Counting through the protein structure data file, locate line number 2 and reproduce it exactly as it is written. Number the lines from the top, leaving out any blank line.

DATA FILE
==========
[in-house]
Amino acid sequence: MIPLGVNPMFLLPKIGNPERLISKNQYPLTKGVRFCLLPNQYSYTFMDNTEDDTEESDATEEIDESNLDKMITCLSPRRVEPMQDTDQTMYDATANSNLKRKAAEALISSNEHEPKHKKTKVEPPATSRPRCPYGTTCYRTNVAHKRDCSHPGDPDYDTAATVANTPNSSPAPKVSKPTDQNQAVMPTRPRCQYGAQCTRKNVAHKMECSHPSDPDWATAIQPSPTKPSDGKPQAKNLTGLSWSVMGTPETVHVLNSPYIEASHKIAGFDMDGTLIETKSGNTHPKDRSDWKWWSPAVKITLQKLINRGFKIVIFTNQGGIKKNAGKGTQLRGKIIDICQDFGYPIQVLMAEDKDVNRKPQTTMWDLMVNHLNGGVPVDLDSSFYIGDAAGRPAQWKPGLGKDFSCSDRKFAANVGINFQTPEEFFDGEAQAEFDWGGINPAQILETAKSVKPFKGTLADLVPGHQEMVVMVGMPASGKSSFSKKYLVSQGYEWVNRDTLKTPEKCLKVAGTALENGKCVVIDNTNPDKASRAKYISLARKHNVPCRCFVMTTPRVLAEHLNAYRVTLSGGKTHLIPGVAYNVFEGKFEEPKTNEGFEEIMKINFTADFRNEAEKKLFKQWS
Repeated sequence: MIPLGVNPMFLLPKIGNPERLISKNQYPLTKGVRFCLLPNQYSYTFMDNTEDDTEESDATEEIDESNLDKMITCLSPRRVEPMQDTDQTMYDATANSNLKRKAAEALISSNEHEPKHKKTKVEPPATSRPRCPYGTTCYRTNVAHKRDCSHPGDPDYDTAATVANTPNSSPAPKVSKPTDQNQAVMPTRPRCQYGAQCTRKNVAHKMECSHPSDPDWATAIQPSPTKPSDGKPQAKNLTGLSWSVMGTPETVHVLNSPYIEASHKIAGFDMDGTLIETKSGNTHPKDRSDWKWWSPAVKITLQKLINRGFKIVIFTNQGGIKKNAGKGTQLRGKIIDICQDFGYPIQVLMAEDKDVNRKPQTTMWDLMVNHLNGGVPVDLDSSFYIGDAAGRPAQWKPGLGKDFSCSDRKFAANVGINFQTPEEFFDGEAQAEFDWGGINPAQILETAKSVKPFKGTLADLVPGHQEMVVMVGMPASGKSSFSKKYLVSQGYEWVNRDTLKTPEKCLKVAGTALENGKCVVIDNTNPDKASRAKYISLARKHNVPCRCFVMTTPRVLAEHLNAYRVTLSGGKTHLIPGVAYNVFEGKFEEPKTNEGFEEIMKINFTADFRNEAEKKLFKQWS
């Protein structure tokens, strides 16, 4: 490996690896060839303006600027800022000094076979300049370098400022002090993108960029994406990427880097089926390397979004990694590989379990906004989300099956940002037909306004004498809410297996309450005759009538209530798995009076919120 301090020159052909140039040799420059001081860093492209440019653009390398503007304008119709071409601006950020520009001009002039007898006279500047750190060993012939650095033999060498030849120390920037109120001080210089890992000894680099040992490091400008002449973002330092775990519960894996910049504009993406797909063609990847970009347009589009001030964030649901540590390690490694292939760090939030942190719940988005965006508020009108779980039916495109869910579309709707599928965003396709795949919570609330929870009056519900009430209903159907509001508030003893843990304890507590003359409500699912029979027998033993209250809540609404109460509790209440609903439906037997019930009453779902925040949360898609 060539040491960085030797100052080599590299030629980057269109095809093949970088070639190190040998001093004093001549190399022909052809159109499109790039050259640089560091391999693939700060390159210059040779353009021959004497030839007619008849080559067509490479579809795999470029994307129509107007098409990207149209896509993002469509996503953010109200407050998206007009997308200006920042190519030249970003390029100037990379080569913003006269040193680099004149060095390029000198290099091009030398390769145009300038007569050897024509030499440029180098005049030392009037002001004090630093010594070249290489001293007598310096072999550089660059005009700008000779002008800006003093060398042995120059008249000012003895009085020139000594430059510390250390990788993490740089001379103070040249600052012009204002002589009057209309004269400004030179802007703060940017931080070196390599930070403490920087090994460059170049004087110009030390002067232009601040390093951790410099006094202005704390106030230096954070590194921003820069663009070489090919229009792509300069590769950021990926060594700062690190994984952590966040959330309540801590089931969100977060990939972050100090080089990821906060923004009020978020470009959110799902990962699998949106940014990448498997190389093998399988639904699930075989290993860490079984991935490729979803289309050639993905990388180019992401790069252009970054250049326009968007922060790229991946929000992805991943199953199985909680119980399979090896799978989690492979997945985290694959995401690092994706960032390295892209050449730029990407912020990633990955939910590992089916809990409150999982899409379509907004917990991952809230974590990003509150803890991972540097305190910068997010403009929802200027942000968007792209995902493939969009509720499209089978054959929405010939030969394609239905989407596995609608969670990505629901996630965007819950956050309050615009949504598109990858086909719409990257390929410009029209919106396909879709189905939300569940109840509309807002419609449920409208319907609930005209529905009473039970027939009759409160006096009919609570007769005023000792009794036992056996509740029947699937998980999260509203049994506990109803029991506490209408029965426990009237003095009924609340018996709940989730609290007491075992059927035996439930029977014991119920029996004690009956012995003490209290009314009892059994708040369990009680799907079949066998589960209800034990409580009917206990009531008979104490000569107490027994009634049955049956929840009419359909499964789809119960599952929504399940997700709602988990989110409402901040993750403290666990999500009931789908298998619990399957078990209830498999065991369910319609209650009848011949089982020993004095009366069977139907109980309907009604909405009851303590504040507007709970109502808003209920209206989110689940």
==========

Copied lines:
Amino acid sequence: MIPLGVNPMFLLPKIGNPERLISKNQYPLTKGVRFCLLPNQYSYTFMDNTEDDTEESDATEEIDESNLDKMITCLSPRRVEPMQDTDQTMYDATANSNLKRKAAEALISSNEHEPKHKKTKVEPPATSRPRCPYGTTCYRTNVAHKRDCSHPGDPDYDTAATVANTPNSSPAPKVSKPTDQNQAVMPTRPRCQYGAQCTRKNVAHKMECSHPSDPDWATAIQPSPTKPSDGKPQAKNLTGLSWSVMGTPETVHVLNSPYIEASHKIAGFDMDGTLIETKSGNTHPKDRSDWKWWSPAVKITLQKLINRGFKIVIFTNQGGIKKNAGKGTQLRGKIIDICQDFGYPIQVLMAEDKDVNRKPQTTMWDLMVNHLNGGVPVDLDSSFYIGDAAGRPAQWKPGLGKDFSCSDRKFAANVGINFQTPEEFFDGEAQAEFDWGGINPAQILETAKSVKPFKGTLADLVPGHQEMVVMVGMPASGKSSFSKKYLVSQGYEWVNRDTLKTPEKCLKVAGTALENGKCVVIDNTNPDKASRAKYISLARKHNVPCRCFVMTTPRVLAEHLNAYRVTLSGGKTHLIPGVAYNVFEGKFEEPKTNEGFEEIMKINFTADFRNEAEKKLFKQWS